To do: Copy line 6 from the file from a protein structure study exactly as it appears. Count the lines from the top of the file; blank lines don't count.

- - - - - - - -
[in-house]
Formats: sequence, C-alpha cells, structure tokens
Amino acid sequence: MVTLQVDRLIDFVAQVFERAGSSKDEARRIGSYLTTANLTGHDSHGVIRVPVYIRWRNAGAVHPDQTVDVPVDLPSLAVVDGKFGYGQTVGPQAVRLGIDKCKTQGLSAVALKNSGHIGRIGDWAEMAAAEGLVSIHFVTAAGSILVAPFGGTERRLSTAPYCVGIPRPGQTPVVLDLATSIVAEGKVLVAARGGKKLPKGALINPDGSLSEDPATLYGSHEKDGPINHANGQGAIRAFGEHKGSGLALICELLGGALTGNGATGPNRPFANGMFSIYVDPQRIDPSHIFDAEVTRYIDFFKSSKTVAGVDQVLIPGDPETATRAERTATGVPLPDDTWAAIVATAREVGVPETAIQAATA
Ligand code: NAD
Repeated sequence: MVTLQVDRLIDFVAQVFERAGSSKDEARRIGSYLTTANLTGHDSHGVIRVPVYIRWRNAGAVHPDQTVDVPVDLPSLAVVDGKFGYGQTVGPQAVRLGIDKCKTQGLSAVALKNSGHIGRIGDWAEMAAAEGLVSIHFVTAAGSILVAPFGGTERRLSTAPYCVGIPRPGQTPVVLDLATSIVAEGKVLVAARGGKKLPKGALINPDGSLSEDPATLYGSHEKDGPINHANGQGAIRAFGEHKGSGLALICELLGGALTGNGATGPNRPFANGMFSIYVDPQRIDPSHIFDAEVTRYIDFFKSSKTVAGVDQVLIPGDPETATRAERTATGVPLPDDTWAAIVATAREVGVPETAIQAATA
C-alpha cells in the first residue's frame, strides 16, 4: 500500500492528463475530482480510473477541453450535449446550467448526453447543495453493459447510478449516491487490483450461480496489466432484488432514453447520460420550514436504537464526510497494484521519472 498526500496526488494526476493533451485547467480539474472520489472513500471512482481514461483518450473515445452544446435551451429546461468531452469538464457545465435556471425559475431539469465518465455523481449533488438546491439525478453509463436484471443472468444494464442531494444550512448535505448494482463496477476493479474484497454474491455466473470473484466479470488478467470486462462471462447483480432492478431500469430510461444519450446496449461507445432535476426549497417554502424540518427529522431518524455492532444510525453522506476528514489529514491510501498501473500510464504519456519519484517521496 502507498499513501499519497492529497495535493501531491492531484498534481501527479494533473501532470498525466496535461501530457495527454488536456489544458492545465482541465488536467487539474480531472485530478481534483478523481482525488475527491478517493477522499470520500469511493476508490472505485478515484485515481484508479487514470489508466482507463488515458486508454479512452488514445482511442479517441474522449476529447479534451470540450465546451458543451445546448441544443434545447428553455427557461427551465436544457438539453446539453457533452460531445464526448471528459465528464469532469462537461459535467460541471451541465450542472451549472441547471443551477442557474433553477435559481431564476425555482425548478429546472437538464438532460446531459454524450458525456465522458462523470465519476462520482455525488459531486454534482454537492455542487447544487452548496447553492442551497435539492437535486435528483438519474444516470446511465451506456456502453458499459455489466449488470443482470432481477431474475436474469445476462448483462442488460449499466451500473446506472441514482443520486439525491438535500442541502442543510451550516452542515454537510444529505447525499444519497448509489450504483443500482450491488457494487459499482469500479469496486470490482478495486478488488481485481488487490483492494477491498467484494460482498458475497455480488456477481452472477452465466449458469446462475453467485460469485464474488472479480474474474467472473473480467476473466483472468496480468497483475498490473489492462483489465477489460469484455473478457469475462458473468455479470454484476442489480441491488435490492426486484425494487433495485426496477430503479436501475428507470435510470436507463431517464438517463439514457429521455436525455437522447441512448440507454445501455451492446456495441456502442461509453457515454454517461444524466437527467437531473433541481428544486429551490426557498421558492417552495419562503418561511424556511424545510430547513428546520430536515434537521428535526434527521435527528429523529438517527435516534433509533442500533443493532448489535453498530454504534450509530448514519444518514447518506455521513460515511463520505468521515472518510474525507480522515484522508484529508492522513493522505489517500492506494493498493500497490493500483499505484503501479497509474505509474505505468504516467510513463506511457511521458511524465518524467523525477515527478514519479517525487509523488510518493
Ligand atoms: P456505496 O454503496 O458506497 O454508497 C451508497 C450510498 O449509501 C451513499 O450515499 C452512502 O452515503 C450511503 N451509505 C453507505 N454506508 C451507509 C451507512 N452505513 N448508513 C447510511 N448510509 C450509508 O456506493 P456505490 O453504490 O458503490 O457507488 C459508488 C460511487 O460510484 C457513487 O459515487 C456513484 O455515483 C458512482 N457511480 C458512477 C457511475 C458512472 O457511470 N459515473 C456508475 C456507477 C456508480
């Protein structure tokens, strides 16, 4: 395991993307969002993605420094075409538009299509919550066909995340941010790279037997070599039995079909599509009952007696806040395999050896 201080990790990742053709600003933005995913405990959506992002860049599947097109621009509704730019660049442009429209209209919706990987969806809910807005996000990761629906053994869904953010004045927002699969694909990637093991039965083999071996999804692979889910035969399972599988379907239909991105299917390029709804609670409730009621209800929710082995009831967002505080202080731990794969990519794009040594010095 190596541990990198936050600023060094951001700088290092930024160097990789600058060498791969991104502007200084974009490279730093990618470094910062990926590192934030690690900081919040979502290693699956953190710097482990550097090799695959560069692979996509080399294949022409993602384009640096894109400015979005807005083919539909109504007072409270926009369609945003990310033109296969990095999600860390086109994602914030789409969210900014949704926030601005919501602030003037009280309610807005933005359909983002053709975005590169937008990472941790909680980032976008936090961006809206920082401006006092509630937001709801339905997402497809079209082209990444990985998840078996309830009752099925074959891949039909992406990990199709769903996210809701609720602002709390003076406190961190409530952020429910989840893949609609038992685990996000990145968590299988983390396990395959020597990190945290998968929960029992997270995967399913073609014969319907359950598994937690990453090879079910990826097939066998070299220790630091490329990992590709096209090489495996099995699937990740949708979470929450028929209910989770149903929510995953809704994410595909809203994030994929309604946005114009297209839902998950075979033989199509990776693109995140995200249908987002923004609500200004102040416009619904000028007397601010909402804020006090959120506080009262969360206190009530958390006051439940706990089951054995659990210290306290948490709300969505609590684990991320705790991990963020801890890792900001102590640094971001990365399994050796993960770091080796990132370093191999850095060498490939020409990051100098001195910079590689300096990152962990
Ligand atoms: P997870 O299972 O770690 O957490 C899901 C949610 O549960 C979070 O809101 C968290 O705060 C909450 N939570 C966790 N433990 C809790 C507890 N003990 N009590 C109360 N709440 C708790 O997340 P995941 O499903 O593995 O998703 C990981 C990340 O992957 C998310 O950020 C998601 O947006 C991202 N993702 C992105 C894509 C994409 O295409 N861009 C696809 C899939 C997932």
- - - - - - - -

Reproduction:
C-alpha cells in the first residue's frame, strides 16, 4: 500500500492528463475530482480510473477541453450535449446550467448526453447543495453493459447510478449516491487490483450461480496489466432484488432514453447520460420550514436504537464526510497494484521519472 498526500496526488494526476493533451485547467480539474472520489472513500471512482481514461483518450473515445452544446435551451429546461468531452469538464457545465435556471425559475431539469465518465455523481449533488438546491439525478453509463436484471443472468444494464442531494444550512448535505448494482463496477476493479474484497454474491455466473470473484466479470488478467470486462462471462447483480432492478431500469430510461444519450446496449461507445432535476426549497417554502424540518427529522431518524455492532444510525453522506476528514489529514491510501498501473500510464504519456519519484517521496 502507498499513501499519497492529497495535493501531491492531484498534481501527479494533473501532470498525466496535461501530457495527454488536456489544458492545465482541465488536467487539474480531472485530478481534483478523481482525488475527491478517493477522499470520500469511493476508490472505485478515484485515481484508479487514470489508466482507463488515458486508454479512452488514445482511442479517441474522449476529447479534451470540450465546451458543451445546448441544443434545447428553455427557461427551465436544457438539453446539453457533452460531445464526448471528459465528464469532469462537461459535467460541471451541465450542472451549472441547471443551477442557474433553477435559481431564476425555482425548478429546472437538464438532460446531459454524450458525456465522458462523470465519476462520482455525488459531486454534482454537492455542487447544487452548496447553492442551497435539492437535486435528483438519474444516470446511465451506456456502453458499459455489466449488470443482470432481477431474475436474469445476462448483462442488460449499466451500473446506472441514482443520486439525491438535500442541502442543510451550516452542515454537510444529505447525499444519497448509489450504483443500482450491488457494487459499482469500479469496486470490482478495486478488488481485481488487490483492494477491498467484494460482498458475497455480488456477481452472477452465466449458469446462475453467485460469485464474488472479480474474474467472473473480467476473466483472468496480468497483475498490473489492462483489465477489460469484455473478457469475462458473468455479470454484476442489480441491488435490492426486484425494487433495485426496477430503479436501475428507470435510470436507463431517464438517463439514457429521455436525455437522447441512448440507454445501455451492446456495441456502442461509453457515454454517461444524466437527467437531473433541481428544486429551490426557498421558492417552495419562503418561511424556511424545510430547513428546520430536515434537521428535526434527521435527528429523529438517527435516534433509533442500533443493532448489535453498530454504534450509530448514519444518514447518506455521513460515511463520505468521515472518510474525507480522515484522508484529508492522513493522505489517500492506494493498493500497490493500483499505484503501479497509474505509474505505468504516467510513463506511457511521458511524465518524467523525477515527478514519479517525487509523488510518493